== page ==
RNAi Gene Therapy: Gene Silencing Drug ‘Speaks Up’ Following FDA Approval

Author: Eleanor Sheekey

Twenty years after the molecular mechanism of gene silencing was unraveled, researchers are making critical steps forward following the US Food and Drug Administration (FDA) approval of a new gene silencing therapeutic. The drug, Onpattro (Patisiran), licensed by Alnylam Therapeutics, is designed to treat patients with hereditary transthyretin-mediated (hATTR) amyloidosis, a rare but life-threatening disease that causes damage to the peripheral nerves. The drug works by targeting RNA before it has a chance to be translated into a disease-causing protein. Now that this drug approval barrier has been overcome, have doctors and researchers entered a new era of treating genetic diseases?


Many pharmaceutical therapies work to inhibit harmful protein activities. Conventional pharmaceutical drugs act by directly binding and blocking the actions of proteins. Alternatively, therapies can indirectly prevent the action of a dangerous protein by stopping that protein from being manufactured in the first place. Gene silencing, one such natural cellular phenomenon, achieves this blockage by causing degradation of the intermediate RNA form of a gene before the RNA code can be translated to make the protein. Also known as RNA interference (RNAi), gene silencing involves recognition of the single-stranded RNA intermediate (mRNA) by another single-stranded RNA molecule that comes from a double-stranded RNA precursor. Once the RNA molecules interact, a whole suite of decay factors are recruited to degrade the targeted mRNA (Figure 1).This RNA-on-RNA interaction can serve as a therapeutic model: researchers are able to introduce double-stranded RNA that is designed to target an RNA coding for a protein of interest. There are numerous benefits to using RNAi over conventional drugs – it is highly specific to target genes, works at low doses, and can potentially be adapted to target any gene. 


While FDA-approval is an astonishing achievement for the field of RNAi drugs, you might be wondering why it took so long to occur. The mechanism of RNAi has been understood for decades when it was first unraveled in the nematode worm by Andrew Fire and Craig Mello2, culminating in the receipt of the Nobel Prize in Physiology or Medicine in 2006. However, researchers had to overcome several challenges in order to take the RNAi theory to therapy 4. Firstly, they needed mechanism of administration to ensure the RNA was delivered to the correct cells at the right time. Secondly, there was also concern that – despite the specificity of RNA binding – there could be unwanted side effects of RNAi. For example, back in 2008, RNAi to treat age-related macular degeneration was thought to cause further degeneration in some patients (5). While the impact of side effects is likely to vary for different RNAi drugs, caution must be taken in clinical trials to minimize them.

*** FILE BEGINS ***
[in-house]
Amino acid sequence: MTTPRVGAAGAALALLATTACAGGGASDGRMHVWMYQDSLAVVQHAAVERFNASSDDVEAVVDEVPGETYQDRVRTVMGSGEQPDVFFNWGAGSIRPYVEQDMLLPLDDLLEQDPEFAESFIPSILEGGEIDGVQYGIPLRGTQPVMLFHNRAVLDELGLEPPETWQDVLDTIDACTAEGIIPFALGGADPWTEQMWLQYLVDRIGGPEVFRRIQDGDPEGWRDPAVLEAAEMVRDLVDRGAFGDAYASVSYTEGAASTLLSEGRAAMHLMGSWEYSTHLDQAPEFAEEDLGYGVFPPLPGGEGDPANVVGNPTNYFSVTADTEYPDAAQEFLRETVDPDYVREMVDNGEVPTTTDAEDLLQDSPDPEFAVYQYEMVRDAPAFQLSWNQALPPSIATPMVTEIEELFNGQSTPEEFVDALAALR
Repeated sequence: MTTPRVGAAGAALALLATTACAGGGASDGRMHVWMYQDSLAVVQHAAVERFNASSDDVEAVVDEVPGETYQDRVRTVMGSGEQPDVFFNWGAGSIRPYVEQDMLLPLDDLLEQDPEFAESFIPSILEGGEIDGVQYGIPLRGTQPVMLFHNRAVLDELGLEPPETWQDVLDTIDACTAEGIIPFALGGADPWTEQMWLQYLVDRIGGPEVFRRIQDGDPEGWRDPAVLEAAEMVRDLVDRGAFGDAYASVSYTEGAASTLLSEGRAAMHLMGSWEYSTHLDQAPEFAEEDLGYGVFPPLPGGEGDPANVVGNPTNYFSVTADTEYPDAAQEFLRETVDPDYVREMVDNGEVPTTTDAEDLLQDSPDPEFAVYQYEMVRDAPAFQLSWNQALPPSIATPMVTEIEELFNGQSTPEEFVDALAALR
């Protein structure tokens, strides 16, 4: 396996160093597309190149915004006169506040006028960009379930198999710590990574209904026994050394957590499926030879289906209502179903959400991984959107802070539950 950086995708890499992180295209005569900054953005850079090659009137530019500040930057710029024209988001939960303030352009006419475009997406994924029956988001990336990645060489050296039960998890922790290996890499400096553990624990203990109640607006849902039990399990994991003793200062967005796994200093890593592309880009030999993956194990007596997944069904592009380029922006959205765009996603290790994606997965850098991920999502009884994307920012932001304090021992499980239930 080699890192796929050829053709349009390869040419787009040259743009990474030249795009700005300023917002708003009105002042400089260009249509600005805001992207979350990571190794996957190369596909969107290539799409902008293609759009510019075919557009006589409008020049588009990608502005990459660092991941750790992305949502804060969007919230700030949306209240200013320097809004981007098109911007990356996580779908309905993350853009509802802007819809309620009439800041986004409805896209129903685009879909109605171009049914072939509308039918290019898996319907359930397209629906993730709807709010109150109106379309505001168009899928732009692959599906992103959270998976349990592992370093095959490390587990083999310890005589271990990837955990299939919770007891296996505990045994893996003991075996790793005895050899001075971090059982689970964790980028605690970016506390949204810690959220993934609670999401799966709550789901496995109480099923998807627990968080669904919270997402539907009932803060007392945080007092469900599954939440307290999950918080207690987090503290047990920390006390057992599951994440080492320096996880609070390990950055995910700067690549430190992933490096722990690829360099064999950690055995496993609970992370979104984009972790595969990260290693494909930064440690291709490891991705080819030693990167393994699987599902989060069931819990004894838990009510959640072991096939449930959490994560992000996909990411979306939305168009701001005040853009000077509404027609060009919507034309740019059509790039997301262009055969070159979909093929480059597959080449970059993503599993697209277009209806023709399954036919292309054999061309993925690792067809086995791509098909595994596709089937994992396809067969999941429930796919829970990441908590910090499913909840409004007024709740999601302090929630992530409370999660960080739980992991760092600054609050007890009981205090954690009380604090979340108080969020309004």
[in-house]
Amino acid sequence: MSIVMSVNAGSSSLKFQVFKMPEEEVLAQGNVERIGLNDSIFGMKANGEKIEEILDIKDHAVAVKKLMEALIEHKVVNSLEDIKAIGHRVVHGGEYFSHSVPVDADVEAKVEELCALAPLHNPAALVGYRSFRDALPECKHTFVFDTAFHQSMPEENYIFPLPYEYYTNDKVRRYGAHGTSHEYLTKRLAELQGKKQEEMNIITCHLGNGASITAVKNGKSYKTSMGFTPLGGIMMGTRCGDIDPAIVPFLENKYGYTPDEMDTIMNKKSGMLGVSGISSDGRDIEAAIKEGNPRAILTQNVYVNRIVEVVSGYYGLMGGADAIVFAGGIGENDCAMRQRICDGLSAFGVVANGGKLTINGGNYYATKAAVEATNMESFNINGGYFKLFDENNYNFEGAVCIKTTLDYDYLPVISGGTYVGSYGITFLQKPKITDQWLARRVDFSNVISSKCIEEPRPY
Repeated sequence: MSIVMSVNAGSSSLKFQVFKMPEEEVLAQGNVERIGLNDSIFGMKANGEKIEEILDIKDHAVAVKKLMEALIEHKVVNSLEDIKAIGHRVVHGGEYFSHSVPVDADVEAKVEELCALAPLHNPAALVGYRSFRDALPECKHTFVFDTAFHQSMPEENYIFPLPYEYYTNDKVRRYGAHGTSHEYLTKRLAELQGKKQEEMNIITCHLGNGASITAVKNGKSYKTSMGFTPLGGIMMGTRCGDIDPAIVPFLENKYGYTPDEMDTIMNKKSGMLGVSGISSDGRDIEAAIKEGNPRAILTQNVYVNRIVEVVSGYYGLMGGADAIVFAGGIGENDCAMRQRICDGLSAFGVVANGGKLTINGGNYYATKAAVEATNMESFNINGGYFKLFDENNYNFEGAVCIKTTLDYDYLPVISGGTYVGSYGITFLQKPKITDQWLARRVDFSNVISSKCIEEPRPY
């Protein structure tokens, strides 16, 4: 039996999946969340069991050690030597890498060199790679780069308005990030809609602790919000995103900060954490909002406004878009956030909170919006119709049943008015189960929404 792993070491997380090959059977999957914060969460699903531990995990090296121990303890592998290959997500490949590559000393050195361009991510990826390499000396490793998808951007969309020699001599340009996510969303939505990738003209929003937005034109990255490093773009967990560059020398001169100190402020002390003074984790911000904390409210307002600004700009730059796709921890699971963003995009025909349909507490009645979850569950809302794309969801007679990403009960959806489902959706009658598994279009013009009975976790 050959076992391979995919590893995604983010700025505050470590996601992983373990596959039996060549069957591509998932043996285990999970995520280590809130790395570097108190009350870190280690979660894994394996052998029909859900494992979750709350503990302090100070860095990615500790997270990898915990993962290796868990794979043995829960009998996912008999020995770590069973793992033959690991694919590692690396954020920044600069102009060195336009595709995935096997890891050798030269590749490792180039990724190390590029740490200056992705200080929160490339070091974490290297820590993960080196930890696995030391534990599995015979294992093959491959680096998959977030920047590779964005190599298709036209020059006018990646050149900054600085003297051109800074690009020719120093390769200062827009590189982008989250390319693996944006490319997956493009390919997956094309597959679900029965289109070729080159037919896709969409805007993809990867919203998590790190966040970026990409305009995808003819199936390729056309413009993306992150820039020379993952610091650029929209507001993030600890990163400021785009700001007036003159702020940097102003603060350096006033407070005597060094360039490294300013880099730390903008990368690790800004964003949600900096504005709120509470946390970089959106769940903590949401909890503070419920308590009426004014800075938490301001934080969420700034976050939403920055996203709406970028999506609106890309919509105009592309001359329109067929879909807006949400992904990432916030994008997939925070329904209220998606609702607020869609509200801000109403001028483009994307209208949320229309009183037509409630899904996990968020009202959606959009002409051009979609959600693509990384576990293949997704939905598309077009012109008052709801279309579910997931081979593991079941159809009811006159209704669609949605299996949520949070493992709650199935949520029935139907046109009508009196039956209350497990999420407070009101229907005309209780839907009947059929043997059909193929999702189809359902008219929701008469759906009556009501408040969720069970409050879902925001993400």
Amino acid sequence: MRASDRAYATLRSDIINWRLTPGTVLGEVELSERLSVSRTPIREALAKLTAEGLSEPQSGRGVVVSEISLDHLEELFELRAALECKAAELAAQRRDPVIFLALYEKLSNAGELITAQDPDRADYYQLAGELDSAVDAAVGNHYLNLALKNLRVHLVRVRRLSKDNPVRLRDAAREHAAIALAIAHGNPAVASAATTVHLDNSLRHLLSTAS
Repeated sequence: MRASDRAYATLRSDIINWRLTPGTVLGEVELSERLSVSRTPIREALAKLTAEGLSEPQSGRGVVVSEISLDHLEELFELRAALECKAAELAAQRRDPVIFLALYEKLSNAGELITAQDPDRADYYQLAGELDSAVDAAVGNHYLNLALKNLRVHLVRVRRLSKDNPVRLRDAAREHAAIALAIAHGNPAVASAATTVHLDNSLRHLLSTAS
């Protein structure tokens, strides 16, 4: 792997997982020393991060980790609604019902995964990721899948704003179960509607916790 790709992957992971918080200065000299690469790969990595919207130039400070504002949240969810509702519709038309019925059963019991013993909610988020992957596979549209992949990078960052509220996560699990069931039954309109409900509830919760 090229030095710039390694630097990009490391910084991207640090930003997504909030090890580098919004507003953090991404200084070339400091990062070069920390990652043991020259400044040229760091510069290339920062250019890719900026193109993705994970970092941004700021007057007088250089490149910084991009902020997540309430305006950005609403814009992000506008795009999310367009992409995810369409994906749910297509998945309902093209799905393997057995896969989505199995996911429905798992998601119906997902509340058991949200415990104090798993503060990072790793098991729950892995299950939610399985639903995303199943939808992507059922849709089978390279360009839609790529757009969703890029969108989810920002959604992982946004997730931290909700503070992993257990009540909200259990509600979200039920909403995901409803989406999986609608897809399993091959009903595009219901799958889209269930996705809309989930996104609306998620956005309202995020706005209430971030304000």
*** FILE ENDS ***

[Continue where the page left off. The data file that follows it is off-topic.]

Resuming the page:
Onpattro prevents the symptoms of peripheral nerve disease (polyneuropathy) in patients with hereditary transthyretin-mediated (hATTR) amyloidosis by targeting the mRNA transcript for transthyretin (TTR). Patients with hATTR have mutations in the TTR gene, which has deleterious consequences if the protein is expressed. Consequences include damage to body organs, particularly the heart and peripheral neurons, resulting in muscular weakness and autonomic dysfunction. RNA molecules to target and reduce the transcript levels of TTR are the basis of Onpattro. Lipid nanoparticles encase the small RNA molecules which are then injected intravenously into the patients and taken up by the liver cells where TTR is predominantly synthesized. Destruction of TTR RNA by Onpattro reduces the amount of TTR protein present in the liver. The efficacy was confirmed in a Phase 3 clinical trial, where patients treated with Onpattro showed improved walking speed 3. 


While RNAi has the flexibility to be designed to target many different genes with high specificity, there are still issues with administration and efficacy. Lipid nanoparticles are by no means the only mechanism currently being investigated. Other methods involve tagging injected RNA so that it is recognized by specific cell types. Furthermore, Alnylam Therapeutics is not the only company with other RNAi drugs in the pipeline. Arrowhead Pharmaceuticals is designing an RNAi treatment for cystic fibrosis. Many of these drugs are at late stages of clinical trials. At a price of $450,000 per patient, Onpattro is not a cheap treatment, but with encouraging results from the clinical trial and a “money back guarantee” if ineffective (6), it seems likely that the medical profession will hear more from gene-silencing therapies in the coming years.



Fire, A. et al. Potent and specific genetic interference by double-stranded RNA in Caenorhabditis elegans. Nat. 1998 3916669 391, 806 (1998).

Adams, D. et al. Patisiran, an RNAi Therapeutic, for Hereditary Transthyretin Amyloidosis. N. Engl. J. Med. 379, 11–21 (2018)